He provides some background on what Tati brought to his performance. Many of the acts were developed 40 years earlier as he was a developing pantomime and comedic actor. Goudet is fond of this work because it shows that side of Tati, and he dismisses the argument from a Tati biographer that this was a tragic mistake. Goudet feels like this is an extension of Tati’s earlier work. I disagree with Goudet, as is clear in my write-up above.

“In the Footsteps of Monsieur Hulot” – This documentary is one of the better special features of the set. It was directed by his daughter Sophie Tatischeff, and separated into two parts. The first part is about Tati’s early life, how he developed his comic sensibilities, and through the filming and exhibition of Mon Oncle. It shows a lot of 1930s footage of Tati doing his mime acts in the music hall as a young man, and these are a treasure to see. There are interviews of Tati, and he discusses his move into short films, the first of which he considers to be terrible, but he learned from it, and eventually made features. He wrote Jour de Fete while in the war, stationed at Saint-Severe, and promised to return to film there. He kept his promise and that launched his film career. The whole town participated. He based Hulot on someone he had met in the military, someone good natured and goofy. From there, as we know, he made Monsieur Hulot’s Holiday and Mon Oncle, the latter of which launched him to international stardom.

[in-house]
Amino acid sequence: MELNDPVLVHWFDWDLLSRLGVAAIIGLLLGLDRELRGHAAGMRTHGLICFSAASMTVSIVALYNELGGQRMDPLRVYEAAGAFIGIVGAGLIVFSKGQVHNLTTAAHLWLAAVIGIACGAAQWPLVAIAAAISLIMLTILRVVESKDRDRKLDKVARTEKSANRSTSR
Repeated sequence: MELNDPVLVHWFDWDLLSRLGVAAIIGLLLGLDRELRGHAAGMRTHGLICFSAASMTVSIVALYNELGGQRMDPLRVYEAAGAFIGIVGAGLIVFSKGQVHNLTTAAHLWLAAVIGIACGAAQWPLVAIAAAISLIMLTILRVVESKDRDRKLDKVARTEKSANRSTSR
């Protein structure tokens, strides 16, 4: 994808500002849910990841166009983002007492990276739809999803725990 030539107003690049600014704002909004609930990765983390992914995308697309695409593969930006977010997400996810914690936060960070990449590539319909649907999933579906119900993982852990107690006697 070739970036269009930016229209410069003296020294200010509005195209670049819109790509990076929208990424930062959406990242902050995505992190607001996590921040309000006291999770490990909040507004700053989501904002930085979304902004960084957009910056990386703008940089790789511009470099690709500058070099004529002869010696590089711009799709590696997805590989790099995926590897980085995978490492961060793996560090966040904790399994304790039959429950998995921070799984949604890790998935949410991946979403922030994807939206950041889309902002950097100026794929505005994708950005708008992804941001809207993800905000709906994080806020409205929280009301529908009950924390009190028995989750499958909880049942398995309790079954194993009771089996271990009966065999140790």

Part two follows the remainder of his career. He tours the world for Mon Oncle. He wins at Cannes and an Academy Award. He gets to meet the star of his choice after winning the Oscar, and chooses Buster Keaton, and eventually spends time with Keaton, Harold Lloyd, Mack Sennett, and Stan Laurel. From there they cover PlayTime, with the construction and destruction of “Tativille,” and the economic failure of Tati. Traffic is glossed over, but Parade is cherished by Tati. He made it in Sweden because he felt they had supported him in his career, even during the bad times. It ends with him giving a parting quote: “If I’ve managed to bring a little smile to people’s everyday lives, in the end [ … ] I think I did well in choosing this marvelous means of expression.” You did well, Jacques.